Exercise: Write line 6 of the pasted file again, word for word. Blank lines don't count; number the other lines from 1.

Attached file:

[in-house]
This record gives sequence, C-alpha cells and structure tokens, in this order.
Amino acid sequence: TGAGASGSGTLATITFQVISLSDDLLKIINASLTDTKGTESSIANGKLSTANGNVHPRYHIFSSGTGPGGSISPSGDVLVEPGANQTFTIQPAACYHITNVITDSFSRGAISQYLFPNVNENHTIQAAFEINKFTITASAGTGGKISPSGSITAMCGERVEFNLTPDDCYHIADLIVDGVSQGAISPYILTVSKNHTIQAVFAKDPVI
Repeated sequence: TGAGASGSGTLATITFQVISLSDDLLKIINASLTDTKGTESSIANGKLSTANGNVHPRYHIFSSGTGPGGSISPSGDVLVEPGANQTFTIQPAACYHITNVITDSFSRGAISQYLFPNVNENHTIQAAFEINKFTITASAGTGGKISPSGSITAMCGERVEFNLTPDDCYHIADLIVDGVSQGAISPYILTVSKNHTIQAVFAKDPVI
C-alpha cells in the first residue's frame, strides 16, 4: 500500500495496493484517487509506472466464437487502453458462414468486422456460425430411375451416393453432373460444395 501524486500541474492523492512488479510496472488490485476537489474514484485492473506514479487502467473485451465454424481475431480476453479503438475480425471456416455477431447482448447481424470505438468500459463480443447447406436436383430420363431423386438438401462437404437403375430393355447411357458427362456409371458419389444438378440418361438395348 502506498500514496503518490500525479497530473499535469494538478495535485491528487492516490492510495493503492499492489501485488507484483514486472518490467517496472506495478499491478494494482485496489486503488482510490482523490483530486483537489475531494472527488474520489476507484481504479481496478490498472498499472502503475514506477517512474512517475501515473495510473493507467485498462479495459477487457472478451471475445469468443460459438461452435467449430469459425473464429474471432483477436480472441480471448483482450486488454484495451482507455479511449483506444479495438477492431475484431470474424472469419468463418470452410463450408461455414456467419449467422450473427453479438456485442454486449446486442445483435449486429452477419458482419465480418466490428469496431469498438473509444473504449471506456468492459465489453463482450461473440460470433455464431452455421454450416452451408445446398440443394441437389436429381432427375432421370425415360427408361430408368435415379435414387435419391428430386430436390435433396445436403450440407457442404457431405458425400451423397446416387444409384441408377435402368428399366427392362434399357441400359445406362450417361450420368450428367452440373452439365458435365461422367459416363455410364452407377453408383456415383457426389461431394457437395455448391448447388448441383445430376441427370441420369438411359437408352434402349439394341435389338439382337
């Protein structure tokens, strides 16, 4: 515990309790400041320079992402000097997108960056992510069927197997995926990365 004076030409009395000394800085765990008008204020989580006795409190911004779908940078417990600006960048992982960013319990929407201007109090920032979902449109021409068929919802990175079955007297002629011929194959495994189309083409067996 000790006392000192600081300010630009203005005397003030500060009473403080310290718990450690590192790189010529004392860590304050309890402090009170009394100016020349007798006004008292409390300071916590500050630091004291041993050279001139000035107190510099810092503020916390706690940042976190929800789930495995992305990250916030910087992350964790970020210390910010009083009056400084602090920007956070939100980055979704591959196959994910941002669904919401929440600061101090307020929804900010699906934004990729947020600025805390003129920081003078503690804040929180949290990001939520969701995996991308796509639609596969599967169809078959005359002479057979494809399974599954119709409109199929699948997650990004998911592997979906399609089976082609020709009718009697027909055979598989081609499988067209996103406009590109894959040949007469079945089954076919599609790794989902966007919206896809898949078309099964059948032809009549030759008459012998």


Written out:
């Protein structure tokens, strides 16, 4: 515990309790400041320079992402000097997108960056992510069927197997995926990365 004076030409009395000394800085765990008008204020989580006795409190911004779908940078417990600006960048992982960013319990929407201007109090920032979902449109021409068929919802990175079955007297002629011929194959495994189309083409067996 000790006392000192600081300010630009203005005397003030500060009473403080310290718990450690590192790189010529004392860590304050309890402090009170009394100016020349007798006004008292409390300071916590500050630091004291041993050279001139000035107190510099810092503020916390706690940042976190929800789930495995992305990250916030910087992350964790970020210390910010009083009056400084602090920007956070939100980055979704591959196959994910941002669904919401929440600061101090307020929804900010699906934004990729947020600025805390003129920081003078503690804040929180949290990001939520969701995996991308796509639609596969599967169809078959005359002479057979494809399974599954119709409109199929699948997650990004998911592997979906399609089976082609020709009718009697027909055979598989081609499988067209996103406009590109894959040949007469079945089954076919599609790794989902966007919206896809898949078309099964059948032809009549030759008459012998």